Wayne County's 'Manufacturing Day' Oct. 4 lets children get hands-on with the industry

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Michigan is a state that lives and breathes in manufacturing. From the autos to companies like Storch Products of Livonia.  One of their Inventions is the Supermag. 

Ten counties in Michigan harness the power of their magnets to get rid of sharp, dangerous metals off the roads. The man at the helm of the company, Matt Carr, started by pushing a broom - now he's the boss.

And he's encouraging other companies like his to take part in Manufacturing Day on Oct. 4.  It is a yearly chance for high school and middle school kids in Wayne County to touch, feel and be inspired by companies like his.  

"I think that those students who are in class that have not engaged in the traditional curriculum, there are some really smart ones in the back of the room that would love to create with their hands and have a sense of accomplishment at the end of the day," he said. "And that's what making things here in Detroit and Manufacturing Day is all about."

The annual event has dozens of companies taking part.  Coming to the Ford Rouge Plant, or maybe a tour of Storch products can help change the way kids think of manufacturing.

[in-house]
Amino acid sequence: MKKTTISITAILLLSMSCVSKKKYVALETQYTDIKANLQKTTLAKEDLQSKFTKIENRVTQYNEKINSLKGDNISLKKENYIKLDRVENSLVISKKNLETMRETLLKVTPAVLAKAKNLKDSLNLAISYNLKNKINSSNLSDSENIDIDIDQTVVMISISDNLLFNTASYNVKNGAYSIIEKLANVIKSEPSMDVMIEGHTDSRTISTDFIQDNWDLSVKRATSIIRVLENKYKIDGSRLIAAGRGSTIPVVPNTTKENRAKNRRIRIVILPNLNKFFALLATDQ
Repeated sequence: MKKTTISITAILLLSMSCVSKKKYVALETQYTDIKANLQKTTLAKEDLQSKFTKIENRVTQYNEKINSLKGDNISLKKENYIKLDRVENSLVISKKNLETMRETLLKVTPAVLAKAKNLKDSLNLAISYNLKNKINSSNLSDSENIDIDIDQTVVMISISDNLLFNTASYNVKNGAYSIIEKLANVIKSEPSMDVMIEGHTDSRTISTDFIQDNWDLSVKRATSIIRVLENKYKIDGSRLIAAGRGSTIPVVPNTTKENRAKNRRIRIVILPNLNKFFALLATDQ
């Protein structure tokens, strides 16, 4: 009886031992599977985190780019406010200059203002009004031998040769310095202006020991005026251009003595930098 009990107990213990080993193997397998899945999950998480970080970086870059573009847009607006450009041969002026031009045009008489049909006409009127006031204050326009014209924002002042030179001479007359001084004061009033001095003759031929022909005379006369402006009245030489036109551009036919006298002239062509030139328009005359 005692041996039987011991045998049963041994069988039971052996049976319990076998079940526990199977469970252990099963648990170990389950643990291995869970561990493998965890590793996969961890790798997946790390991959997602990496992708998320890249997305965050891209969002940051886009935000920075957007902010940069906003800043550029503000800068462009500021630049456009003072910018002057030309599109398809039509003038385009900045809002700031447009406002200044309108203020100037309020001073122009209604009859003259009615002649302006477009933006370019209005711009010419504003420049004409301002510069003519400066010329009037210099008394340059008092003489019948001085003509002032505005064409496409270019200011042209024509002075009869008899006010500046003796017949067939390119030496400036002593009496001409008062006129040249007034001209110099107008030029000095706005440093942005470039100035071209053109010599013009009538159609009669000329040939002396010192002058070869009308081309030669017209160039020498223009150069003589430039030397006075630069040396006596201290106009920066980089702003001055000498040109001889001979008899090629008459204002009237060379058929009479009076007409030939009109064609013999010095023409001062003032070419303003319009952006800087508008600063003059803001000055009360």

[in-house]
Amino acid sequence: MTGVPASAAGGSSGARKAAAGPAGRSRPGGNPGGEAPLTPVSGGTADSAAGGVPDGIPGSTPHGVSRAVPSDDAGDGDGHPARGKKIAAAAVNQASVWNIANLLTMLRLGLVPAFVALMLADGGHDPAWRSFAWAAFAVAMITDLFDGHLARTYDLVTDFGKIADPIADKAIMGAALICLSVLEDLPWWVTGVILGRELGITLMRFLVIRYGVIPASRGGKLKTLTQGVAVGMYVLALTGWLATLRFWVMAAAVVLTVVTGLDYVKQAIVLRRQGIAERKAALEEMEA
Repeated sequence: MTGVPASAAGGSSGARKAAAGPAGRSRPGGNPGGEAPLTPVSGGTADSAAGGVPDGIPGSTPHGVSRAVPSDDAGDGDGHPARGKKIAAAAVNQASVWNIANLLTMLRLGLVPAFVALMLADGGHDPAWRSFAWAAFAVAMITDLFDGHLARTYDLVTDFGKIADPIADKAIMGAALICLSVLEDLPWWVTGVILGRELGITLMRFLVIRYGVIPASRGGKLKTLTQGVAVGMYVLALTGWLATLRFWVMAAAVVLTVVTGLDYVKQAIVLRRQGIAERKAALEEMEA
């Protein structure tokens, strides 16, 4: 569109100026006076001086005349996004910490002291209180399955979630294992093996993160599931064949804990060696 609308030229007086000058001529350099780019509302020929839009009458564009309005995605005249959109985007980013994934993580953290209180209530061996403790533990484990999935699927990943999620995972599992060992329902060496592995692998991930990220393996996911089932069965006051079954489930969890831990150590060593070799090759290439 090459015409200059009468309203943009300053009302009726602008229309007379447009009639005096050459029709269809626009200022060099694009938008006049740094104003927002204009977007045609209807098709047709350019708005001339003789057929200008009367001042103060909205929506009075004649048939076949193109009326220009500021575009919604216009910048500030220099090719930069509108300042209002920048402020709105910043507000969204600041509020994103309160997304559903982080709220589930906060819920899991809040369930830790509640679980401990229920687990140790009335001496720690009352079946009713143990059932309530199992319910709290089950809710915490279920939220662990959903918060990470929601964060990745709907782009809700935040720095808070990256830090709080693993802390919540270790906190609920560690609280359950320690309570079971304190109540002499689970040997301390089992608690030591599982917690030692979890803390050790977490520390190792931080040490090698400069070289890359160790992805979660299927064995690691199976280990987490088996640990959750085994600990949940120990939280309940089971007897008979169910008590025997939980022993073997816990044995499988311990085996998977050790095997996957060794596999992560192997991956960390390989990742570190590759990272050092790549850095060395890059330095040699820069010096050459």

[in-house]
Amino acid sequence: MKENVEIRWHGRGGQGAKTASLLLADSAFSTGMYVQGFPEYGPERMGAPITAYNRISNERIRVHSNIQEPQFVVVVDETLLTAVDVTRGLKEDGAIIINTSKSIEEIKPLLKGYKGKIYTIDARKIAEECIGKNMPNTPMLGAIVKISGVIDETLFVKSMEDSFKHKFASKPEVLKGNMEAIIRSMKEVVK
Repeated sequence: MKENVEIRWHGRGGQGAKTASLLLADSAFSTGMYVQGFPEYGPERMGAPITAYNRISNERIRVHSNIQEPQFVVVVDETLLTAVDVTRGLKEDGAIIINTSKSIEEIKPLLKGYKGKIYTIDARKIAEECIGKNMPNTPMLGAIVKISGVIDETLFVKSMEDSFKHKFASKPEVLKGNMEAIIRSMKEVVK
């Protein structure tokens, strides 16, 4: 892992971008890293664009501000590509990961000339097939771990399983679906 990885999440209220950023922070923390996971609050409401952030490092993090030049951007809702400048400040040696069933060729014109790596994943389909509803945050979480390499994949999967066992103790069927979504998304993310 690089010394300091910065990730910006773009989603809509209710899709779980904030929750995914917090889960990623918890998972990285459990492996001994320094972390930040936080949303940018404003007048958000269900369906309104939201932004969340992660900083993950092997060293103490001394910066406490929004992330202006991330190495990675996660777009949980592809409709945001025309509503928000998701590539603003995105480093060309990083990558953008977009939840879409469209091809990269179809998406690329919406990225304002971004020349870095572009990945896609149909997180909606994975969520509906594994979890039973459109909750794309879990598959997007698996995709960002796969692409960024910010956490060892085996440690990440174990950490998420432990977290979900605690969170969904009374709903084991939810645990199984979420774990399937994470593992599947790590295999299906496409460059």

"There actually learning what a day looks like in the life of a manufacturer," said Deborah Taylor, Southeast Michigan Community Alliance. "They are learning about careers that they may have heard about but they don't know the ins and outs of. They are on site, they are going on tour is, they are talking to industry professionals and learning about what a welder might to do, or a number of other areas of the manufacturing career." 

Wayne County is teaming up with community partners for the big day.  They're still looking for companies who want to take part. They're also looking for sponsors to pay for the educational experience.  If you don't think your kids are interested in this industry, think different.

FOX 2: "To a young family in Detroit right now who's watching. Their child has zero interest in manufacturing, how do you turn that around?"

"Most kids like gaming. Well they need to understand how many electronics goes into manufacturing," said Carr. "What are they think the games came from? Somebody manufactures those games, the cars that they love, the cars they love to drive. Someone is manufacturing those cars.  Everything they're looking at, the stoves they cook their food on. They don't take stock and how much manufacturing is a part of everything in their lives." 

"It gives you the opportunity to tap into the students in the local region," Carr said. "There are some really good sophisticated equipment that I've been put back into the schools. We thought they were not learning milling and welding, it's actually happening."

LEARN MORE about Manufacturing HERE.